The wolves behind Grace’s house watch her every winter. But one in particular is more than just hungry. In the summer, he’ll turn into a human, and when that happens, he and Grace will meet again. This time, sparks will fly. Steamy romance will…romanticate. This book draws a lot of valid comparisons to Twilight. It’s Twilight with snow and a wolf. So if you love Stephanie Meyers, you’ll love this. If not, well, better go with Snowpiercer.


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Review: “Perdido Street Station” by China Mieville

The back of Perdido Street Station dismally fails to capture it in summary. Oddly, it succeeds for exactly this reason, drawing people into the book through what are essentially false premises. By the time the hapless reader understands that they have been duped, it is too late. They are too far into the snare and there is no escape from the land of Bas-Lag.

Here’s the blurb:

Beneath the towering bleached ribs of a dead, ancient beast lies the city of New Crobuzon, where the unsavory deal is stranger to no one–not even to Isaac, a gifted and eccentric scientist who has spent a lifetime quietly carrying out his unique research. But when a half-bird, half-human creature known as the Garuda comes to him from afar, Isaac is faced with challenges he has never before encountered. Though the Garuda’s request is scientifically daunting, Isaac is sparked by his own curiosity and an uncanny reverence for this curious stranger. Soon an eerie metamorphosis will occur that will permeate every fiber of New Crobuzon–and not even the Ambassador of Hell will challenge the malignant terror it evokes.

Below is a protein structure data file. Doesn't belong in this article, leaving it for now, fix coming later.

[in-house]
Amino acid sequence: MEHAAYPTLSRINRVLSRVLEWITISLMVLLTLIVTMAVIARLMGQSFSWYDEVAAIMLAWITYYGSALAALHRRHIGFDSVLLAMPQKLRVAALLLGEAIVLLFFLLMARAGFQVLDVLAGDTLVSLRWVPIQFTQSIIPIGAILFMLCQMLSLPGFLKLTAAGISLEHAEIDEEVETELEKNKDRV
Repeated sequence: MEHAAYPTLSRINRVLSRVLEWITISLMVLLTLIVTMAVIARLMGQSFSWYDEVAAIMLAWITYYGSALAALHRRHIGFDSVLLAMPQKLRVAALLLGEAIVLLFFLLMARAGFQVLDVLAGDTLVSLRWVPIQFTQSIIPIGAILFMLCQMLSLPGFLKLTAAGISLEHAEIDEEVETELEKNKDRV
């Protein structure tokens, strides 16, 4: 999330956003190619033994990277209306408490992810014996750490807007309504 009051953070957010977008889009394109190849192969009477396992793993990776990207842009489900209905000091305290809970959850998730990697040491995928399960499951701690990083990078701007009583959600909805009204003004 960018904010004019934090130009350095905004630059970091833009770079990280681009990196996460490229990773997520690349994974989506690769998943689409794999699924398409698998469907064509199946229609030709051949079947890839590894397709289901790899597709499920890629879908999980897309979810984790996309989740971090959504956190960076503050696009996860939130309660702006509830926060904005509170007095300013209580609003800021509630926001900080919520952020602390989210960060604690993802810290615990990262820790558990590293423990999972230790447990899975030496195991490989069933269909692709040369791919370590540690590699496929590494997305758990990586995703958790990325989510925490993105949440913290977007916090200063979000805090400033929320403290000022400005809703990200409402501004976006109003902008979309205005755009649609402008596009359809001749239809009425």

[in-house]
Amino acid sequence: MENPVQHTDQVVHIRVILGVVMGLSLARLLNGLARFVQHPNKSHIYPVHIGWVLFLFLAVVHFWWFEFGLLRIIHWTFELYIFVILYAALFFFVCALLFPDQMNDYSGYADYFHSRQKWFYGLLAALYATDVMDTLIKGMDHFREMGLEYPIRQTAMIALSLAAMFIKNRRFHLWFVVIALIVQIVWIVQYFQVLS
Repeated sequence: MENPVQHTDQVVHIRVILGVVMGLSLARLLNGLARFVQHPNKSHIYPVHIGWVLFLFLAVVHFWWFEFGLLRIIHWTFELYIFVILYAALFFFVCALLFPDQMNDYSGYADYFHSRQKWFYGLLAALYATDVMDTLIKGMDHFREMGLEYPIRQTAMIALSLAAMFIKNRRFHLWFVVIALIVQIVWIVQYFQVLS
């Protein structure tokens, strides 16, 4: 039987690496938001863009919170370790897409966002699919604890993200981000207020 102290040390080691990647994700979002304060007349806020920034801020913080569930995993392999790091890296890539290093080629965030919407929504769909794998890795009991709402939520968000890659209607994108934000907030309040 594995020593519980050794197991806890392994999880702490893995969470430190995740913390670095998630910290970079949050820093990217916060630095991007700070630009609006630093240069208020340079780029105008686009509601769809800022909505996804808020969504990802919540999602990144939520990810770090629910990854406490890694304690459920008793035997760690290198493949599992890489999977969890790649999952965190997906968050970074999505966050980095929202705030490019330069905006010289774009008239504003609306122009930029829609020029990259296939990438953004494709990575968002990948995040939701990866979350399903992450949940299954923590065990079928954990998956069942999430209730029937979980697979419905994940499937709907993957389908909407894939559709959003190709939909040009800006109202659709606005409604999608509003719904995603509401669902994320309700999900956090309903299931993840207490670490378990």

The blurb gets a few things right, namely that Isaac Dan der Grimnebulin, a brilliant but unfocused dabbler in several scientific pursuits, is the primary focus of the book. However, the rest sucks. So I’m going to write a few better descriptions that the good people of Del Rey are free to borrow in exchange for a slice of royalties.

A visit from a mutilated foreign stranger sends scientist Isaac Dan der Grimnebulin

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Artist unknown. Saved from Pinterest

careening down a dangerous path that leads through the twisted streets and various dens of criminal activity that is the city of New Crobuzon. Along the way, he’ll hatch a deadly public health threat from its pupa, disrupt the drug trade and its maniacal mobster kingpin, and confront the most fearsome menace of all: his own closest friend. As the hum of New Crobuzon is replaced by nightmare screams and its many alleys grow dark with fear, Isaac must risk everything to save the city that he loves.

See, THIS description pulls in the city of New Crobuzon itself, which represents a vivid backdrop to the tale, while implying a decent threat level that does not rope in the *entirely incidental* Ambassador of Hell.

However, there are some issues with this description, too. After all, the cast of characters in Perdido Street Station is expansive. Let’s see if we can’t introduce a couple other people.

 

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Artist unknown. Saved from Pinterest

A chilling misstep by a hapless scientist unleashes a fate worse than death on the city of New Crobuzon. Now Isaac  Dan der Grimnebuilin must bear the burden of his mistake and repair the damage before more of his friends die. Meanwhile, Isaac’s girlfriend, half-insect artist Lin, struggles with a commission that may have everything to do with the accident, while the mysterious wingless bird-man, Yagharek, wanders the city in search of his lost power of flight. Together, they will join forces with criminals and drug addicts, inter-dimensional demigods and monsters made of gears and wheels, only to face the difficult truth: it may already be too late…

This isn’t bad at all! See? Already better than that first blurb! But what it *doesn’t* capture is the Steampunk aesthetic of New Crobuzon and the roiling wave of political tension upon which the story bucks and sways for the duration of the book.